Typical CDMA networks transmit certain parameters which may be used to automatically identify the current serving country. This information facilitates implementation of “+” code dialing. For example, the System Identification (SID) specifies the set of all base stations within a service area. In one example, the SID is specified with 15 bits. In another example, the Network Identification (NID) specifies a subset of base stations within a service area, for example, a group of base stations controlled by a single base station controller. In one example, the NID is specified with 16 bits. Both the SID and NID are broadcast by base stations so that mobile UEs may determine the system and network. In addition, base stations also broadcast a local time offset (LTM), which is a 6 bit correction value to system time and the DAYLT flag, which is a 1 bit indicator which specifies if daylight savings is in effect or not. These parameters may be used to help identify the current serving country.

FIG. 3 illustrates an example flow diagram for identifying a serving country using system specific (e.g., over the air) parameters. In block 310, acquire a wireless service. In one aspect, a user equipment (UE) acquires wireless service for a forward link signal from a base station. In block 320, extract at least one system specific parameter from the forward link signal. In one aspect, the at least one system specific parameter includes system identification number, bandclass (i.e., frequency band) information, network identification number, local time offset or daylight savings information. Or, more particularly, the at least one system specific parameter includes System Identification (SID), bandclass (i.e., frequency band) information, Network Identification (NID), local time offset (LTM), daylight savings information (DAYLT), etc. One skilled in the art would understand that other system specific parameters may be included or used without affecting the scope or spirit of the present disclosure. In block 330, determine whether the at least one system specific parameter maps to a unique country. For example, determine whether a country resolution logic can map the at least one system specific parameter to a unique country. In one aspect the SID parameter is used by the country resolution logic to map to a unique country. In one example, SID parameters are stored in a look-up table which lists each SID parameter and its corresponding unique country.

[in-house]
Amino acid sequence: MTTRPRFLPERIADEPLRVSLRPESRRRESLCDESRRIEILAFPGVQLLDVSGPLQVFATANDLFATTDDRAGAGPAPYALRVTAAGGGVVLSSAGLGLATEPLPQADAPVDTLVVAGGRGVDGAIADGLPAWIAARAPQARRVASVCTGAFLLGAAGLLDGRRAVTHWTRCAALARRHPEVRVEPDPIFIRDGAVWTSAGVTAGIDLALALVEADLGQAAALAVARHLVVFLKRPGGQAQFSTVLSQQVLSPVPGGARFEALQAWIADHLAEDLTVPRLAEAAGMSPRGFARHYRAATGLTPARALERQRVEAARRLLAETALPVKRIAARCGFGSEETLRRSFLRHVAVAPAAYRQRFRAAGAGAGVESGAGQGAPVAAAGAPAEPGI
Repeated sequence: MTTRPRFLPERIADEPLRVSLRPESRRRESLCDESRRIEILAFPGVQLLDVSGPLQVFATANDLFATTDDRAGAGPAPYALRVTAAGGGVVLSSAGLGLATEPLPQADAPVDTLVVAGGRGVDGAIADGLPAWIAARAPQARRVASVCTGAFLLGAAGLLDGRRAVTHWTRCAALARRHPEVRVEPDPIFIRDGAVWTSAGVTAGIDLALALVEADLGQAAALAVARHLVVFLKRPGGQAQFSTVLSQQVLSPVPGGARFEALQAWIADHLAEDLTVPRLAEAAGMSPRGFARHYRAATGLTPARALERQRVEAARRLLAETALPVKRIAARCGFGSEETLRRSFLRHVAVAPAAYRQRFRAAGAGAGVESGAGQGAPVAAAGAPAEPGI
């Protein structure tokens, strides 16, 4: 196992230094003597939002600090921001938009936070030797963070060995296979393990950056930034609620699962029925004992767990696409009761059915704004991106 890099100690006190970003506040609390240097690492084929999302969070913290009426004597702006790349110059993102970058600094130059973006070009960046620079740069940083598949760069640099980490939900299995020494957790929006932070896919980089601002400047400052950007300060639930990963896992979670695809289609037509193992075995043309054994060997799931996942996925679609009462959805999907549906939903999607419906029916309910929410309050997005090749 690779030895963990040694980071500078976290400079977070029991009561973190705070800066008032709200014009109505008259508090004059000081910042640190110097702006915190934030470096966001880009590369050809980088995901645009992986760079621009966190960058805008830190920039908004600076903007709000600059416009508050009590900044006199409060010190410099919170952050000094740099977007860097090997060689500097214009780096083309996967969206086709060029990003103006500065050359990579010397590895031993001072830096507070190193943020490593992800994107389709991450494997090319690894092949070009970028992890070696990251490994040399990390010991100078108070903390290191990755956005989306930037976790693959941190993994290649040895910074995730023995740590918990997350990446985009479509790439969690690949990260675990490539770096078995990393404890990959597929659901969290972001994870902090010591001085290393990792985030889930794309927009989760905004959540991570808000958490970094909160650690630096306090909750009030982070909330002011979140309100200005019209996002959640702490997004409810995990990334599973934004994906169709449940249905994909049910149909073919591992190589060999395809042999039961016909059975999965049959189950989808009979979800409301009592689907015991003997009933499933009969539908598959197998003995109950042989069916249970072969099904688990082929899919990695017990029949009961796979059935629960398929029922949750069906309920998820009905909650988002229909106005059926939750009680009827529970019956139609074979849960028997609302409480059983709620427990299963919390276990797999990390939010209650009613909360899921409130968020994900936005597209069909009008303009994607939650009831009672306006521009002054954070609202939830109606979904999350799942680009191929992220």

However, in some cases, the SID parameter alone cannot uniquely map to a country because some CDMA operators use SID parameters officially assigned to other operators, which causes a country resolution conflict. To resolve this conflict, further resolution criteria such as bandclass (i.e., frequency band) information, NID, LTM, and DAYLT are used either separately or in combination to identify a unique country. One skilled in the art would understand that many logic algorithms can be executed to process one or more of the resolution criteria to identify a unique country without affecting the spirit or scope of the present disclosure.